What do you feel are your most meaningful findings so far and why?
Since microglia are very sensitive cells that change their forms once exposed to stress or a different environment, we believe the most meaningful interpretations rely on having the cells in their original locations. With our genetic colour-coding method, we were able to take snapshots of the actual microglial dynamics happening in an intact brain. It was a breakthrough to be able to precisely track the movements of microglia during recovery from an acute brain injury. Previously we knew that the number of microglia went back to normal but did not know how this happened.
What are some of the most effective methods to study microglial activity that are currently in place?
In humans, the reactivity of microglia can be detected by PET scans. For rodents, a method to visualise microglial movement in a live animal in real-time has been established for over a decade. Scientists view the microglia through a glass cranial window embedded in the skull, similar to observing fish in their aquarium. Static high-resolution microscopy methods are also important, as they allow us to study the shape changes and interactions of microglia with other brain cells. Today, we are also able to distinguish various microglial activities by studying their genetic and protein profiles on a large scale.
What are your plans for future investigation?
We have been studying the dynamics of microglia renewal and expansion in healthy and sick adult animals so far. However, many CNS disorders that first present symptoms in young or aged adults have a very early onset in life. In particular, these diseases are often linked to dysfunctional microglia. Thus, I would like to understand the impact of early microglial dynamics on adult brain health and to find out what the mechanisms behind them are. It would be very pertinent to find out how to rescue the defects that arise during brain development, in adulthood.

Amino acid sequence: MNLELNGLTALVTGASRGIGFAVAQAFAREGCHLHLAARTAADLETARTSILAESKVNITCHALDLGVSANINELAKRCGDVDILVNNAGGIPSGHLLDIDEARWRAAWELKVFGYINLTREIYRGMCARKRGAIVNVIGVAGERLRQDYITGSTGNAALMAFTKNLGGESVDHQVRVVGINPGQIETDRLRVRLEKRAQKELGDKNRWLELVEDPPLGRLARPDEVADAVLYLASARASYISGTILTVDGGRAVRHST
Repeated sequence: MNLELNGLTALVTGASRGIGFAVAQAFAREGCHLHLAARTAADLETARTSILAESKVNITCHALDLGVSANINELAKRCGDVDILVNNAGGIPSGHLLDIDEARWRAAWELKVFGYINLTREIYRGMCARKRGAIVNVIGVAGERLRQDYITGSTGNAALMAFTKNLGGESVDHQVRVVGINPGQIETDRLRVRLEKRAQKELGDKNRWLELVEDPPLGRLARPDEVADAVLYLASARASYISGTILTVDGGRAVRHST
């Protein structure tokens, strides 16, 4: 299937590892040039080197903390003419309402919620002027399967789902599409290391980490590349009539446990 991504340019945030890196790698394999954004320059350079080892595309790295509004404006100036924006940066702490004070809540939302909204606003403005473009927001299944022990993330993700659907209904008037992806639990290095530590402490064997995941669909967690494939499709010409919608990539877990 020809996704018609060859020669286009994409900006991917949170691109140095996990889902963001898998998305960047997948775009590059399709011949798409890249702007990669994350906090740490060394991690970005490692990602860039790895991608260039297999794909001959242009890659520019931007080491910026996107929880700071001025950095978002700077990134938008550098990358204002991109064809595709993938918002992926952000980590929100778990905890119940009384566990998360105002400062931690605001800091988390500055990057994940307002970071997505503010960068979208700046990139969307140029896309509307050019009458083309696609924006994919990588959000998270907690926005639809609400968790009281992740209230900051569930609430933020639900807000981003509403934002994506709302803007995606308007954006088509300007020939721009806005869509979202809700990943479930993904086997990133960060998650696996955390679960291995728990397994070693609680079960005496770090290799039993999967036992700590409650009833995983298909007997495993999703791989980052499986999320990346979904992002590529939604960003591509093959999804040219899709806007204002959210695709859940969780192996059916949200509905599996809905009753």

Dr Tuan Leng Tay’s research interests lie in the role of the brain-specific innate immune system. In particular, her work focuses on microglia, the brain macrophages that act as the principle barrier to invading pathogens. Her work has applications for neurodevelopmental, neuropsychiatric and neurodegenerative diseases, such as autism, schizophrenia, multiple sclerosis, and Alzheimer’s disease.
Deutsche Forschungsgemeinschaft (DFG)
- Olaf Ronneberger, Thorsten Falk, Dominic Mai and Özgün Çiçek, Computer Vision Group, University of Freiburg https://lmb.informatik.uni-freiburg.de/
- Roland Nitschke, Life Imaging Center, Center for Biological Systems Analysis http://www.imaging.uni-freiburg.de/
Dr Tuan Leng Tay left Singapore to pursue her PhD in developmental neuroscience at the University of Freiburg. After studying the zebrafish model for 10 years, her postdoctoral studies at Columbia University focused on mouse dopaminergic systems. She joined the Prinz lab, University of Freiburg, in 2012 as an independent postdoc where her research focused on microglia. Dr Tay will commence her post-doctoral ‘habilitation’ thesis at the Faculty of Biology, University of Freiburg, in 2018.
Tay et al. Nat Neurosci. 2017; 20(6):793-803
Tay et al. J Physiol. 2017;595(6):1929-1945
Tay et al. Curr Opin Neurobiol. 2016;39:30-7
Prinz et al. Acta Neuropathol. 2014;128(3):319-31
Dr Tuan Leng Tay
University of Freiburg
Institute of Neuropathology
Breisacher Straβe 64
T: +49 761 27051110